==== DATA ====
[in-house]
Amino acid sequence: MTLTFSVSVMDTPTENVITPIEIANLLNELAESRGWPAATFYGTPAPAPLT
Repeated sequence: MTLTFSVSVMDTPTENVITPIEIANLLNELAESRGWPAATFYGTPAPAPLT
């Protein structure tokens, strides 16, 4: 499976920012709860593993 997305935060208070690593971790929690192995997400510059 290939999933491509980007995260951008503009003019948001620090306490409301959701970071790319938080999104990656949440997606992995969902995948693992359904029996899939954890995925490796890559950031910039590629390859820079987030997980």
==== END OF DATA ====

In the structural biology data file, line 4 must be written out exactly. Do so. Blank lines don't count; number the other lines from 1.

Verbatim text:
């Protein structure tokens, strides 16, 4: 499976920012709860593993 997305935060208070690593971790929690192995997400510059 290939999933491509980007995260951008503009003019948001620090306490409301959701970071790319938080999104990656949440997606992995969902995948693992359904029996899939954890995925490796890559950031910039590629390859820079987030997980």